I don’t think that has any effect on a town’s ability because . . .
- The FCC can’t take away the powers preserved to towns by Congress — it wasn’t intended
- The FCC can’t wipe out twenty years of Federal judges’ interpretations
- The FCC can’t strip local governments of 20 years of local zoning regulations
The Wireless industry is going from town to town, showing this [FCC 18-133] as gospel and the closest thing I have to a decision on this, so far, is one Federal judge in New York said and I’ll quote him: ‘It is not up to the FCC to put words in the Telecommunications Act that aren’t there.’
So, that’s why I think I am right. I know local towns still have the power to control the placement of Wireless Telecommunications Facilities (WTFs). To the extent an applicant says ‘You have to give [this permit] to us because of this [September 2018] interpretive Order’ — I don’t think the Order has any effect on the ability of towns to control the placement of Wireless Facilities at all.”
“The permit is just a rubber stamp because the state law has a shot clock built into it,” Kozachik said. “If we don’t approve it within 75 days, it’s assumed to be approved.”
WAM: Not exactly, Mr Kozachik . . . the state law, HB.2365 says if the City does not decide to approve or deny the application within 75 days after receiving a complete application. Surprise . . . None of these applications are complete.
Arizona HB.2365 § 9-592.F(3) states:
“[ An authority] shall process each application on a nondiscriminatory basis. A complete application is deemed approved if the authority fails to approve or deny the application within seventy‑five days after receiving a complete application.”
Kozachik has been working with the various sides of this issue — residents, the city and Telecoms — for months. He doesn’t hold the Telecoms blameless, but he’s been most frustrated with the city bureaucracy. Yes, their hands are tied, he acknowledged, but they’re not giving the ward offices and residents enough warning about where the companies want to build. With more warning, the council offices and residents could divert them from putting up the most obnoxious poles.
WAM: Sorry, Mr. Kozachik, but the City’s hands are not tied. You are spreading misinformation when you says such things in the local paper. Your statements should be immediately retracted and then clarified. Why Mr. Kozachik have you refused to meet with a group of well-informed Tucson residents over the last six months to discuss this matter? Are you too much a “friend” of the wireless industry?
“I’m more frustrated with city staff than I am with the telecom industry,” Kozachik said. “Nobody from city staff is connecting those dots and saying ‘there’s another way of doing this.’”
Sergio Avila, who lives in Ward 3’s Sugar Hill neighborhood, said neither the city nor the local contractors have let the neighbors there know what’s going on.
“There’s zero communication,” he said. “They just show up one day and start digging.”
What Kozachik wants is not just early warning from the city, but also an effort to get the companies to put their 5G equipment on existing poles. As anyone who has ever tried to take a photo in Tucson knows, utility poles are everywhere — unavoidable. And though the city doesn’t have as many streetlights as most, those, too, can be used.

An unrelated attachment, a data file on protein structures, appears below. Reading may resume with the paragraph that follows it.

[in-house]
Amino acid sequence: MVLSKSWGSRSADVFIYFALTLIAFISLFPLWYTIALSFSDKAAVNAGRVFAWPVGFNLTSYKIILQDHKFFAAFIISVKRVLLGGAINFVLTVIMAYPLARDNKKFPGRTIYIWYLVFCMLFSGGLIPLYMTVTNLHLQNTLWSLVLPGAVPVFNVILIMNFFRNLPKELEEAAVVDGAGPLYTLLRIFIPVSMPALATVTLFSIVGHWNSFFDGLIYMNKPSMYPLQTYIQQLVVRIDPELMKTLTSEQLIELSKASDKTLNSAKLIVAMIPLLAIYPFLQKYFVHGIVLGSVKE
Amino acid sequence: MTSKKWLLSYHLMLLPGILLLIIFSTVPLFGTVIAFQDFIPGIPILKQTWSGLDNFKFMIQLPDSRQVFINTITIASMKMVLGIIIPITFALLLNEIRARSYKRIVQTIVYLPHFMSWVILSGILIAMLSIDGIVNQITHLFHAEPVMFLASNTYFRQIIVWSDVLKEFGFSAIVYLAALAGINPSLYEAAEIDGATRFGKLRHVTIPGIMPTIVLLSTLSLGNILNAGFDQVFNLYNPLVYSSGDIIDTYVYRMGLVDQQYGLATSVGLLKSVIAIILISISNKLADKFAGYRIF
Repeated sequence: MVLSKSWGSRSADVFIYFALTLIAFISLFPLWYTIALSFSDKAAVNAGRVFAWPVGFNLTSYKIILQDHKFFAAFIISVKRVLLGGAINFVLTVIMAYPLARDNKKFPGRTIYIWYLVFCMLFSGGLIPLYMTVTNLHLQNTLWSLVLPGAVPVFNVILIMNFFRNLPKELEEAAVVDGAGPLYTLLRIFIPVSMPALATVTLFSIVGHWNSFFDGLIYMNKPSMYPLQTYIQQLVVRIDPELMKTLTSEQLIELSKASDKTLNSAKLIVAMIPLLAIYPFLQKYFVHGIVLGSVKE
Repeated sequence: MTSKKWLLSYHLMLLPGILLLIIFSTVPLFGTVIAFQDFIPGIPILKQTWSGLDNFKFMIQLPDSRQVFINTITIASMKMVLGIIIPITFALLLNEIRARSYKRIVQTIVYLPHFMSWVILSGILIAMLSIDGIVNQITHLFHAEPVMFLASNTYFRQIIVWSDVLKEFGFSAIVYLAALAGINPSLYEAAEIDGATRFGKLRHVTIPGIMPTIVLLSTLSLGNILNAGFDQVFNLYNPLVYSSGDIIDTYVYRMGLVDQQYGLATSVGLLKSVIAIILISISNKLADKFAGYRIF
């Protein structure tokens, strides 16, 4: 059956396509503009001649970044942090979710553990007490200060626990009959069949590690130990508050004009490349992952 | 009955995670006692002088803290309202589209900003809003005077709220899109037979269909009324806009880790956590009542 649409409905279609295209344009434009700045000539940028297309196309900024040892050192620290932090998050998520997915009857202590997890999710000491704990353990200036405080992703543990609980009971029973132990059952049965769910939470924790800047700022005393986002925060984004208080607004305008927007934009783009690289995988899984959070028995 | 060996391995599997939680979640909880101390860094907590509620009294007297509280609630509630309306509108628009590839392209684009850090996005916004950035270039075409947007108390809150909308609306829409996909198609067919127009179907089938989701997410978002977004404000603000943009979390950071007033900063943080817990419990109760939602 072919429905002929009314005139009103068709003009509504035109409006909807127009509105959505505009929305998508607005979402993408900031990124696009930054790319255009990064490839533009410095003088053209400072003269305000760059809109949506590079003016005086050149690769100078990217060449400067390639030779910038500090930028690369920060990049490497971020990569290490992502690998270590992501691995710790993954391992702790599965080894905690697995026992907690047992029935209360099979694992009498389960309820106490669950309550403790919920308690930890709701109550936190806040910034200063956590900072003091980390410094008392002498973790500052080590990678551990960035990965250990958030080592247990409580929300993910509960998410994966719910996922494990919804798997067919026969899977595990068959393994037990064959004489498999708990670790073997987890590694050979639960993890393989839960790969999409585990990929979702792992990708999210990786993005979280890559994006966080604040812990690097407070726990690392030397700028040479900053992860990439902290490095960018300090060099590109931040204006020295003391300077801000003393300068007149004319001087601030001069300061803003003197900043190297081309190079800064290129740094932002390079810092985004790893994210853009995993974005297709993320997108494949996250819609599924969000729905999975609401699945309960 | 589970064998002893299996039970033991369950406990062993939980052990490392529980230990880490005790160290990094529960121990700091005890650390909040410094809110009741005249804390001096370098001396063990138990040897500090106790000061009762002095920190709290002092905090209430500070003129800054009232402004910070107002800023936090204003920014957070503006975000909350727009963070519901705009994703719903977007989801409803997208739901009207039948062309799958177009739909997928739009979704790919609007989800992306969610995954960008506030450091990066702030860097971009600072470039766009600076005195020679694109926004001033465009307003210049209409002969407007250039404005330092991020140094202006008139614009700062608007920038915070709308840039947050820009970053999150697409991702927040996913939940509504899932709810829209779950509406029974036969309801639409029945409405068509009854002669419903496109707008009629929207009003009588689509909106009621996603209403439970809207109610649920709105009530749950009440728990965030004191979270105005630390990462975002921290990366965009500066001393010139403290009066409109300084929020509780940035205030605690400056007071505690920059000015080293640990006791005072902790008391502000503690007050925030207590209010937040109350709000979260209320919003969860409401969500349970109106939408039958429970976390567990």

In addition, Kozachik has suggested placing the 5G poles where street signs go, and using the new poles for the street signs. Anything to reduce the number of poles littering the landscape.
The City Council will discuss these issues at the Tuesday, Feb. 23, study session, which begins at 12:30 p.m.
WAM: Hold on . . . this Feb 23, 2021 City of Tucson study session is currently violating the Arizona Open Meetings Act because the City is blocking the public’s right to attend (and participate) in the study session. Watching and viewing a study session is not the same as attending and participating.
Sometimes the contractors actually respond to complaints. Real estate agent Kelly Button sold a home to a buyer moving from California, only for the buyer to learn after closing that Verizon planned to put a pole right outside her bedroom window. After Kozachik set up a meeting by Zoom, Verizon agreed to move the pole closer to the nearby intersection, Button said.
Real estate agent Kelly Button said:
“Putting these poles in front of our houses is, in my opinion, completely unacceptable. “You put a 35-foot pole in front of somebody’s home, that’s going to hit property values.”
Verizon spokeswoman Heidi Flato said the company prefers using existing polls for its network.
“Our preference is to use existing city and utility infrastructure (street lights and utility poles) whenever possible,” she said via email. ” However, engineering limitations on and around existing infrastructure may prevent co-locations at times.”
If even the companies want this, the city should make it happen. As Kozachik proposed, the city should start pushing Verizon, AT&T and the other companies to put their 5G equipment on whatever existing poles work.
WAM: And, of course, in a way the ensures public safety and preserves the quiet enjoyment of streets and protects our environment. → https://youtu.be/xm-MzhgYTAM?t=43m36s .